chevron-down chevron-left chevron-right chevron-up home circle comment double-caret-left double-caret-right like like2 twitter epale-arrow-up text-bubble cloud stop caret-down caret-up caret-left caret-right file-text

EPALE

Electronic Platform for Adult Learning in Europe

 
 

Blog

Extract from the Secret Diary of an External Evaluator

15/03/2017
by Ronnad Baot Murphy
Language: EN

There are common pitfalls in project proposals under ERASMUS+ which can easily be avoided and which can significantly increase the quality of the application.  

/en/file/secret-11423271920jpg-9secret-1142327_1920.jpg

            

First Impressions Count!

  • The summary should describe the proposed project. It should focus on the project’s aims and roles, describe who is involved, and it should indicate why and how this will be achieved. Also, the summary should describe the project’s results, and should identify a clear target audience.
  • Copying and pasting content from sections in the application form does not produce a coherent project summary as such content is taken out of context and would require further information for the reader’s full comprehension.   

Consistency is Key!

  • Consistency throughout the application is important, for instance, when referring to the number of participants, to project meetings, to partners, to team members or to target groups. Use the same label throughout the application when naming committees, groups of learners, target audiences and participants in the project.
  • Most importantly, have consistent aims and objectives throughout the proposal, and keep the entire application within the scope of these. Give equal weight to each aim and each objective throughout the application, and avoid leaving any aim and objective underdeveloped.
  • Ensure that the project timetable reflects the application form. The dates and activities in the narrative section should mirror the Gantt Chart.

(Not) Fitting a Square Peg into a Round Hole!

  • Projects should clearly demonstrate how they sit in the field of adult education. The field of adult education is broad and definitions vary from country to country.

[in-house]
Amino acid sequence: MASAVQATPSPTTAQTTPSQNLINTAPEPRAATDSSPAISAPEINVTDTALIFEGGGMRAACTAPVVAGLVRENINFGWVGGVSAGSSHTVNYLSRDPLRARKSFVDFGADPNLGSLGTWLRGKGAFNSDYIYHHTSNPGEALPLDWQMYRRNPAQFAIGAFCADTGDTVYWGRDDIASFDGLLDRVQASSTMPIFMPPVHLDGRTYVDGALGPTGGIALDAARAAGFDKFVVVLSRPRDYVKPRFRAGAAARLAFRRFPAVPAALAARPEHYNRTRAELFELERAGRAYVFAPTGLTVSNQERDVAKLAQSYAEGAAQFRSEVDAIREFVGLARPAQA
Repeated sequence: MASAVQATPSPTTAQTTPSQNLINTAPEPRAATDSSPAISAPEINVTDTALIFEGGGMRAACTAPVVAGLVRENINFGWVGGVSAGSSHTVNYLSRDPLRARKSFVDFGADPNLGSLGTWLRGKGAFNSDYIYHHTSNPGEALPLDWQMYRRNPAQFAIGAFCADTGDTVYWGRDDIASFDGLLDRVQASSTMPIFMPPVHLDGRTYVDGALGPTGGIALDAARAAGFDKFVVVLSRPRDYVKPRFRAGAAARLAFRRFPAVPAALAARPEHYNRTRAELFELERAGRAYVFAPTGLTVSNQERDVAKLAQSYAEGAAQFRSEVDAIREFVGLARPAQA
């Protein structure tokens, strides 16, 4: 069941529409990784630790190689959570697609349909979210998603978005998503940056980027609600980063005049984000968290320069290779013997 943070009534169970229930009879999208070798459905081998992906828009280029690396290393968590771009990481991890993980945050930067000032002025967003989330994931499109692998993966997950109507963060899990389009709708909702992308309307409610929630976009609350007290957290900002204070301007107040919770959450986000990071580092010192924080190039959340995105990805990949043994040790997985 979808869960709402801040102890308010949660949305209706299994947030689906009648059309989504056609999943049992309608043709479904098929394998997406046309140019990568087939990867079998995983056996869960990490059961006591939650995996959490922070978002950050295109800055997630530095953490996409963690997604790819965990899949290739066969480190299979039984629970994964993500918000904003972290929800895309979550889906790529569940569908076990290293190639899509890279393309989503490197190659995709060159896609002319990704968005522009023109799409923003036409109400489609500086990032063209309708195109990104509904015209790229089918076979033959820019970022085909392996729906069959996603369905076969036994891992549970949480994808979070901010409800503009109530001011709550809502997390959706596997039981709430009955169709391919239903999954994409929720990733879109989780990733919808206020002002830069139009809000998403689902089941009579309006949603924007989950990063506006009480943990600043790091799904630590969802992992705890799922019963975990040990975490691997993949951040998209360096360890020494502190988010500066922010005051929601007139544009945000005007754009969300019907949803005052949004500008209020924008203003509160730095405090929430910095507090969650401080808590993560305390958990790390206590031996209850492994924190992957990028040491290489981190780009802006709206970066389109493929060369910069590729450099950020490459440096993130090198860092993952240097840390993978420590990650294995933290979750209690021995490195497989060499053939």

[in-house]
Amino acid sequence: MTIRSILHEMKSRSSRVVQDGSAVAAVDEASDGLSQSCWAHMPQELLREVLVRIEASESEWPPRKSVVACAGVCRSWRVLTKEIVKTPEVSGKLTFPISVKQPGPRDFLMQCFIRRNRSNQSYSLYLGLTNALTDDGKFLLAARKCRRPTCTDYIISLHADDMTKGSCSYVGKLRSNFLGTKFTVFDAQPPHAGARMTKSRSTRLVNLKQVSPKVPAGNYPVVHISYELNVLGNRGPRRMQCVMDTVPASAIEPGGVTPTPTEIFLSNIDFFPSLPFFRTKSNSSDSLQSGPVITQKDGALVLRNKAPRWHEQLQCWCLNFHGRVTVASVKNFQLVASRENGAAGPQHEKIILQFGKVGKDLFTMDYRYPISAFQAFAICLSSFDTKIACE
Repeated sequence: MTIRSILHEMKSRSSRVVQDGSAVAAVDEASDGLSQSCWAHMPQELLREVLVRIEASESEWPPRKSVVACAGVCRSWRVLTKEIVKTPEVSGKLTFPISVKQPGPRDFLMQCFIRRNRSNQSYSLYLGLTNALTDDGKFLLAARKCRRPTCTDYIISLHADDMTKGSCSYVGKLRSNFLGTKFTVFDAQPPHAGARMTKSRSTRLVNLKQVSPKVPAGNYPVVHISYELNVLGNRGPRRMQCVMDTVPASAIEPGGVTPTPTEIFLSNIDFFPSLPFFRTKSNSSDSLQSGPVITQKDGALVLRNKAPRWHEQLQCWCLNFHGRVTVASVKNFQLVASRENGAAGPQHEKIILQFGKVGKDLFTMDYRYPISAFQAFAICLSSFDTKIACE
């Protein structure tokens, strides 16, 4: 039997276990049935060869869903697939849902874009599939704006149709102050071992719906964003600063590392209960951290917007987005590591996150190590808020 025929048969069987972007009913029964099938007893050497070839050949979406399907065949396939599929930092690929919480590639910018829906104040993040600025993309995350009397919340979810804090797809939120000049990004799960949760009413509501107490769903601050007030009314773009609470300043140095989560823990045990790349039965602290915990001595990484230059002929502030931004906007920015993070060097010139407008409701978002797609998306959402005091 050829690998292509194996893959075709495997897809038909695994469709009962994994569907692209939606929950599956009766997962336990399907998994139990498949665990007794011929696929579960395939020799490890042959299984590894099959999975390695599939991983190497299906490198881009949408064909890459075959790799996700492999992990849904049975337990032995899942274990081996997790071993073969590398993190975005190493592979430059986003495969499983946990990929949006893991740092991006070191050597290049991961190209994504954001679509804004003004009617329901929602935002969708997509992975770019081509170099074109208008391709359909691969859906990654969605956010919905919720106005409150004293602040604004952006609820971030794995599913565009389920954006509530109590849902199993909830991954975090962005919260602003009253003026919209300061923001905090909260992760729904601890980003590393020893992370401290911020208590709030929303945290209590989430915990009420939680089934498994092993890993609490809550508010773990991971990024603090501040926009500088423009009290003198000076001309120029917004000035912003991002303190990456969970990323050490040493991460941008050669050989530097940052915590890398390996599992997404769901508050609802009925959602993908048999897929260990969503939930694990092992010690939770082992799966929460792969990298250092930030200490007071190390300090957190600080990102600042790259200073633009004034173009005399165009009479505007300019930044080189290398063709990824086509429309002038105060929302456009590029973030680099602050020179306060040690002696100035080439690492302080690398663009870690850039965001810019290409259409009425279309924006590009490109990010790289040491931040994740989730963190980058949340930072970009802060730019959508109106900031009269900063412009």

• When selecting priorities, create a coherent and constructive account of how and why your project links with the selected priorities. 

The activities should be relevant to the target audience and necessary to achieve the objectives:

  • If you decide to produce intellectual outputs, demonstrate the relationship between each intellectual output and goal of the project. Stipulate the steps involved in their development, illustrating the amount and type of work involved.
  • Concerning teaching/training/learning activities, outline in detail who will be participating. Go further, and indicate who will dispense these activities, and how.  Ensure that learning is recognised.

Necessity is the Mother of Invention!!

  • There should be convincing evidence as to why the project should be developed. The needs of the participating organisations, the target groups and the adult education field in general, should be clear, and it should also be clear how the project will address the needs, or fill a gap, in current provision. It is important to include how the needs are identified and which measures were used.
  • In the descriptions of the partnership organisations, it should be clear how the proposed project is relevant to each partner. They should outline their role in the field of adult education.

This Sounds Familiar!

  • Each project management and implementation plan should be tailored to and suitable for achieving the results of the proposal. Do not copy and paste from previously approved applications. This can be tempting, particularly in areas related to project management and implementation, which can appear to be generic aspects of project management and implementation. Make your application stand out and develop a bespoke project management and implementation plan.
  • Prove that you have done your research. Check the EU Project Results Platform for similar projects, and establish how your project is providing added value.

Anyone else out there!

  • Ensure that each partner has access to the relevant target group. Even better is the active involvement of the target audience in the development of the project creating buy in and commitment to the project.
  • It should be clear how the project will have an impact on the project team, on the participating organisations as well as on the target group.
  • Dissemination should be relevant and specific to the project. Name the targeted organisations at local, regional, national and EU levels.
  • Sustainability of project results should be addressed in detail. If your project produces intellectual outputs, demonstrate who will use them as well as how and why they will use them.

There is No I in a TEAM!!

  • Each partner should have a clear role and meaningful participation in the project. The roles of the partners should match the skills of the participating staff members. 

  • It is evident when one person has completed an application with little or no input from the remainder of the partnership. Remember that developing the project proposal is the first step in working together.

 Too Good to be True!!

Ensure that the application is realistic and can be achieved by the partnership involved within the requested budget. Be realistic about the number of people impacted as well as the level of impact.

Author: Anonymous

 

Share on Facebook Share on Twitter Epale SoundCloud Share on LinkedIn